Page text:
Heinichen himself suspects he has angered the nationalist right-wing in Triest, as some of his books explore actual unsolved cases and he has openly supported the city's former liberal government. He is also a vocal contributor to local debates, according to the Süddeutsche Zeitung.

Must be a rather strange feeling - a threat but at the same time confirmation that you're at least doing something right. And what a coincidence that the author revealed the case just days after his book came out.

Thursday, 26 February 2009

Night Work and Gramophone Vie for Prize

The 16-strong longlist for the Independent Foreign Fiction Prize includes two German titles:

Thomas Glavinic's Night Work and Sasa Stanisic's How the Soldier Repairs the Gramophone. You can read my review of the latter here, and I'll be reading Night Work very soon, as it's been recommended to me a number of times.

My fingers are crossed, as the prize seems to offer a big sales boost in the UK. The shortlist is announced on 1 April, and the winning writer and translator share 1o,ooo pounds (for what that's worth nowadays) plus a big bottle of bubbly.

Wednesday, 25 February 2009

Schlink Interview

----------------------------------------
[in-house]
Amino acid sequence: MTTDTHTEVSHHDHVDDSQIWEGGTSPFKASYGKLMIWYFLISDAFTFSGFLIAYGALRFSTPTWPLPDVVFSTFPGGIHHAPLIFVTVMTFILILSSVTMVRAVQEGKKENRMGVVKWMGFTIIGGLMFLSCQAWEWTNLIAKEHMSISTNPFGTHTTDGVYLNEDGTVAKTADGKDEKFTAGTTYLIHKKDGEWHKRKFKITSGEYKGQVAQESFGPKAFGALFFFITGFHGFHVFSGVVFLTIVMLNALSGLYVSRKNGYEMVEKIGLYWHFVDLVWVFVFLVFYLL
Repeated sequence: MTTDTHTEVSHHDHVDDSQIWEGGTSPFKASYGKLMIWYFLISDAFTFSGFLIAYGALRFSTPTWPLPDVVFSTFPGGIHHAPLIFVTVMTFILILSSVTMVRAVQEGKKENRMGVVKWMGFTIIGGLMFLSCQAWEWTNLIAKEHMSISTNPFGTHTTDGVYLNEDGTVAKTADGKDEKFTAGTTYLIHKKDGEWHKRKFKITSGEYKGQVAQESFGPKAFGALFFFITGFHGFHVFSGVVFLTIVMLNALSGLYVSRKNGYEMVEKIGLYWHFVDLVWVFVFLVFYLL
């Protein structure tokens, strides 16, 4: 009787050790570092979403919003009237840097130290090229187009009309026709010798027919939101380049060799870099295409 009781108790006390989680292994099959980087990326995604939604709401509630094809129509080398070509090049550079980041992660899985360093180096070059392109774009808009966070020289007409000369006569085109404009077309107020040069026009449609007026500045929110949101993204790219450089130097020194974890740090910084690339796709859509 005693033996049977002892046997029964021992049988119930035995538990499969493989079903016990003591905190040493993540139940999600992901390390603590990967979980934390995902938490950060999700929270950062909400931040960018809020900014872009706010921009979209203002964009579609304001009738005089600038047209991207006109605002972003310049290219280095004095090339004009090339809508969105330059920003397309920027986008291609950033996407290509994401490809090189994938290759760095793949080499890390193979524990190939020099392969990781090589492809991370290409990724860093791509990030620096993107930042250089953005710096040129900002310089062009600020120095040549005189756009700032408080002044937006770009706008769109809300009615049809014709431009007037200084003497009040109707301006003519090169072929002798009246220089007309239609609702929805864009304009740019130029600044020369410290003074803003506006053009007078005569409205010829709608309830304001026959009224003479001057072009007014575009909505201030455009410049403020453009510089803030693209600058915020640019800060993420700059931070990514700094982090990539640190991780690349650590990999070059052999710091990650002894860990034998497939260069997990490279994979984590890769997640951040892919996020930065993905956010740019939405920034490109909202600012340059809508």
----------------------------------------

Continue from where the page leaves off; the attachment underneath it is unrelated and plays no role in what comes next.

Bernhard The Reader Schlink gave a fairly interesting interview to the FAZ the other day. No mention of that whole Ilse Koch kerfuffle, by the way. One of the points he does address is misinterpretations of the novel. Schlink comments:

There have been a whole list of crass misinterpretations. As if I thought because Hanna Schmitz is illiterate she isn't guilty. As if I thought you are a moral person as long as you're educated. As if I thought that by learning to read, Hanna Schmitz had understood her guilt and cleared her character. The interesting thing is, these aren't readers' but critics' misinterpretations.

Which I find a little facile - because how on earth does the man know how all his millions of readers understood the book? Not to forget that the author wrote the damn thing and might perhaps have left scope for these interpretations. The interviewer, Andreas Kilb, points out that many of these criticisms came from the USA:

Cynthia Ozick argued that every book about the Holocaust was inescapably a kind of symbolic discourse and every person in it a representative of their nation. Thus Hanna Schmitz can't help standing for all Germans.